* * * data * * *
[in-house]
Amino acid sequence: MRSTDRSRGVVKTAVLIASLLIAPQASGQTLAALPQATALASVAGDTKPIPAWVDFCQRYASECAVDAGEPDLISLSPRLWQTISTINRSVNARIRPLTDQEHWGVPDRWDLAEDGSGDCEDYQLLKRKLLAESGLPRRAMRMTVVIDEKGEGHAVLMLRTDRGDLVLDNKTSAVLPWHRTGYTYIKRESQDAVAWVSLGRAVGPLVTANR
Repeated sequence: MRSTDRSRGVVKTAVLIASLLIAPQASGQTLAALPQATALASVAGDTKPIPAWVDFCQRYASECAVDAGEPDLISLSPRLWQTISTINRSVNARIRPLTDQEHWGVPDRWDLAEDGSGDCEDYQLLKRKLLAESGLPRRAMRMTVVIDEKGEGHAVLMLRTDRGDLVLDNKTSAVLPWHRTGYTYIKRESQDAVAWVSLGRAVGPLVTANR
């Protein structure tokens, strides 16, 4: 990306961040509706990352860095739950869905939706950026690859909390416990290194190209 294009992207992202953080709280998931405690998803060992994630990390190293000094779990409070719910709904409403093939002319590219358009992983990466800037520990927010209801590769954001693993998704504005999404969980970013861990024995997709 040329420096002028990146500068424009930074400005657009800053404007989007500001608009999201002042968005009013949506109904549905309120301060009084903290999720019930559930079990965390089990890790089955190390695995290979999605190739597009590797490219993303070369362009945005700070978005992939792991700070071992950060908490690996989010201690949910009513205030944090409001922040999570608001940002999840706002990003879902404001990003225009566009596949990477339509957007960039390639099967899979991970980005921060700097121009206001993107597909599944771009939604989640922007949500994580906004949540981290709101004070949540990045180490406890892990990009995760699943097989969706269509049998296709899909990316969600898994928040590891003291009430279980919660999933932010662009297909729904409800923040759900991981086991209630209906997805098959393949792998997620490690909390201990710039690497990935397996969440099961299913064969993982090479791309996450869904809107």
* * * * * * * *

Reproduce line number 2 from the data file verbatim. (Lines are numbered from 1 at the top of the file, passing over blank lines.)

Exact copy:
Amino acid sequence: MRSTDRSRGVVKTAVLIASLLIAPQASGQTLAALPQATALASVAGDTKPIPAWVDFCQRYASECAVDAGEPDLISLSPRLWQTISTINRSVNARIRPLTDQEHWGVPDRWDLAEDGSGDCEDYQLLKRKLLAESGLPRRAMRMTVVIDEKGEGHAVLMLRTDRGDLVLDNKTSAVLPWHRTGYTYIKRESQDAVAWVSLGRAVGPLVTANR